College Basketball Recruiting: Stock Watch for Every 5-Star Player in 2015 Class
College hoops may be months away, but the college basketball recruiting season is in full swing, thanks to a combination of AAU leagues and summer tournaments.
The top prospects in the class of 2015—high school’s rising seniors—have been looking to impress coaches in such high-powered competitions as Nike’s Elite Youth Basketball League (EYBL) or the Under-18 FIBA Championships taking place this week in Colorado.
One star who has taken full advantage of the big stage is New York-based center Cheick Diallo. The shot-blocking dynamo established himself as one of the best all-around performers in the spring EYBL season, guaranteeing he’ll be a name to watch even in a class loaded with low-post talent.
Read on for more on Diallo’s terrific spring, along with updates on the latest exploits of every 5-star prospect in ESPN’s rankings for the class of 2015.
31. Luke Kennard
Duke fans are getting quite a preview of coming attractions at the FIBA U18 Championships this week.
2014 Blue Devil signees Tyus Jones and Justise Winslow are filling up stat sheets for Team USA, while the roster’s top scorer has been 2015 commit Luke Kennard.
The Ohio-born marksman has hit nine of his 17 three-point tries in two blowout wins as of this writing, averaging 19 points per contest overall. He’s also looked sharp as a defender, grabbing four steals in early action.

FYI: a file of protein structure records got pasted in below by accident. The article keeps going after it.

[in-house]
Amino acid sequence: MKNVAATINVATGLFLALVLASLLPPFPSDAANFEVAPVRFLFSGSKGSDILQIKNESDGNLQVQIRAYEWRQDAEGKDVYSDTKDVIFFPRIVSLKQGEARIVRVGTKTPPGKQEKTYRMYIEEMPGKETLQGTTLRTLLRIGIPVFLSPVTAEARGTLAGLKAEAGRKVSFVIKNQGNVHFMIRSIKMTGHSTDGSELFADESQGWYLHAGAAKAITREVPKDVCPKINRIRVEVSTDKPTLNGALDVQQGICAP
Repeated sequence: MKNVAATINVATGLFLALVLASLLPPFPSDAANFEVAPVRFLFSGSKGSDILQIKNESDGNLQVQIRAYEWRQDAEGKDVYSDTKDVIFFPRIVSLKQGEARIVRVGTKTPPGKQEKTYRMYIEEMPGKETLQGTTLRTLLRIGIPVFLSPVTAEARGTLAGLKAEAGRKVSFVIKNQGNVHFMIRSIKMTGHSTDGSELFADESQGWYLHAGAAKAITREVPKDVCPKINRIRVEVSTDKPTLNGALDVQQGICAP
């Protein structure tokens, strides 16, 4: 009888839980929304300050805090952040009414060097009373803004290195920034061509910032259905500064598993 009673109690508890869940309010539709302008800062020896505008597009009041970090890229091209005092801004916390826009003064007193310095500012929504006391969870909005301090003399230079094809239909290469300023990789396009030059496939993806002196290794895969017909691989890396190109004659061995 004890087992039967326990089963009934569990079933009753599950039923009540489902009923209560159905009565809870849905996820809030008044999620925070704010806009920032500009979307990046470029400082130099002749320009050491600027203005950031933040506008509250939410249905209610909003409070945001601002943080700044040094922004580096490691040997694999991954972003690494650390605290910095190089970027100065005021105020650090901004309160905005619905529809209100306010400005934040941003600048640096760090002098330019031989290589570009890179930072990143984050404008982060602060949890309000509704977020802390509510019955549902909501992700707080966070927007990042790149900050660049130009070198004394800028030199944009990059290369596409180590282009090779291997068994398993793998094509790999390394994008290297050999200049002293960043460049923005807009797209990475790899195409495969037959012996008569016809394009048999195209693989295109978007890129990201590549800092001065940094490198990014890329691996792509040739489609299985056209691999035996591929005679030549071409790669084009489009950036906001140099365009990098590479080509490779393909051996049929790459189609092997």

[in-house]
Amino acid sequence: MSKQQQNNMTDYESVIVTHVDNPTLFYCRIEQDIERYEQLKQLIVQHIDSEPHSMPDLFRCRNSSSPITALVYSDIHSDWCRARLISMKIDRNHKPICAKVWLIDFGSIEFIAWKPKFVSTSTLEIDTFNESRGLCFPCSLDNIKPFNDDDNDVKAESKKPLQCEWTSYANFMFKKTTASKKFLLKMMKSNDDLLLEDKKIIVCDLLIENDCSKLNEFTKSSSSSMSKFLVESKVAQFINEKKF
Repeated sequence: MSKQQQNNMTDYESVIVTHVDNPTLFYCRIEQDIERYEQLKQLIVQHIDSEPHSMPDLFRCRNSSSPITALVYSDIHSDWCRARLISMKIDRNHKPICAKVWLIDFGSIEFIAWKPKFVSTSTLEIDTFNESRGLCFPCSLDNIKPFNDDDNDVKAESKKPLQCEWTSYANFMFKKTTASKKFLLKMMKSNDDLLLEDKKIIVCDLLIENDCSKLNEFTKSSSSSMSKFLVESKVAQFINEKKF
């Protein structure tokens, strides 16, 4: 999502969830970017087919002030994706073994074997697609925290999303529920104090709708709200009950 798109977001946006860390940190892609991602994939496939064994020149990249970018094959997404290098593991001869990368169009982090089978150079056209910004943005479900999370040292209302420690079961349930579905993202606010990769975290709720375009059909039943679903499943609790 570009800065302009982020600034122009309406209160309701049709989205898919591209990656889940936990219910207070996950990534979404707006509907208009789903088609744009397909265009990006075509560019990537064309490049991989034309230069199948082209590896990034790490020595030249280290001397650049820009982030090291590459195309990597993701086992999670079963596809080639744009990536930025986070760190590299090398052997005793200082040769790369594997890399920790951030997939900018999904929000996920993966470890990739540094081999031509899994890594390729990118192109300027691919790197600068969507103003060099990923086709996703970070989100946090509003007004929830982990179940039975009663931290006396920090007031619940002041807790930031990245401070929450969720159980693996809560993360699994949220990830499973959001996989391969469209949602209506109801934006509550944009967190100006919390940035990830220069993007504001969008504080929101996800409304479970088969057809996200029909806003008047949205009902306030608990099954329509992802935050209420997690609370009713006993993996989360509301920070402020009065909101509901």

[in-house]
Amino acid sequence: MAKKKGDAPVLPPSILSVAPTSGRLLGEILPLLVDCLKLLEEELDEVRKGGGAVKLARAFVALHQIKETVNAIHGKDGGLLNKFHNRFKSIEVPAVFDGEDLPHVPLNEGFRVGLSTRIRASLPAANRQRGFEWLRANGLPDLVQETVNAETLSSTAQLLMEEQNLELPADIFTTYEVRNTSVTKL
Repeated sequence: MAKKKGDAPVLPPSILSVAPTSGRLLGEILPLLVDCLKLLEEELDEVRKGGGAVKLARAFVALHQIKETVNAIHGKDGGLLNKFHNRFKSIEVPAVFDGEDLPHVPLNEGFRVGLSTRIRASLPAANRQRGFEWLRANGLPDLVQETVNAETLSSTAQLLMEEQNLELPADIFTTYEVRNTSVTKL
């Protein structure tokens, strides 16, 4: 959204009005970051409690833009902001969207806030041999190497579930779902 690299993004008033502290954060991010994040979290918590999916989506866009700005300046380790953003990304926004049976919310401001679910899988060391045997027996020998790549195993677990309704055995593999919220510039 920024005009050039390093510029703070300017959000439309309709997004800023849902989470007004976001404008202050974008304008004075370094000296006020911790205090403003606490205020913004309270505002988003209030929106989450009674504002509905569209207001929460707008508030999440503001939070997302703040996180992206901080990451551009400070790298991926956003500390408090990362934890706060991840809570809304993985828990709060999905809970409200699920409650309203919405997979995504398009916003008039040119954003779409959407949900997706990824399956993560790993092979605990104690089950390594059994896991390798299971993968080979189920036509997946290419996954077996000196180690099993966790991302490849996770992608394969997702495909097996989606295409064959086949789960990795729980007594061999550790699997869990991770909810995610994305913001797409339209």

30. Charles Matthews
Charles Matthews was among the bigger disappointments of the EYBL season, and it's not just because he missed the last two sessions with assorted injuries.
Even when Matthews was on the floor for MeanStreets, he struggled badly on offense, scoring just 11.1 points per game and shooting all of .392 from the field.
The Kentucky commit has reportedly looked solid at the NBPA’s Top 100 camp, but he’s already lost plenty of ground as other scoring stars have emerged in the 2015 ranks.
There’s ample time for Matthews’ impressive shooting stroke to help him reascend the class hierarchy, but he’s got some catching up to do.
29. P.J. Dozier
The last thing any high school athlete wants is to suffer a serious knee injury. Following surgery, however, there’s nowhere to go but up for a prospect such as P.J. Dozier.
As Rivals.com notes, the South Carolina native is looking sharp at the NBPA camp, as he faces his toughest competition since the operation.
Missing the spring AAU circuit didn’t help him any, but at least things are finally moving in the right direction for the versatile guard.
28. D.J. Hogg
D.J. Hogg endured an unremarkable season in EYBL action, shooting the ball well but hardly putting up the kind of point totals a scorer needs in order to be noticed. However, Hogg’s off-court buzz has more than made up for that nondescript showing.
The Plano native made headlines recently with the possibility of a recruiting package in which his college choice would be tied to that of highly touted teammate Tyler Davis.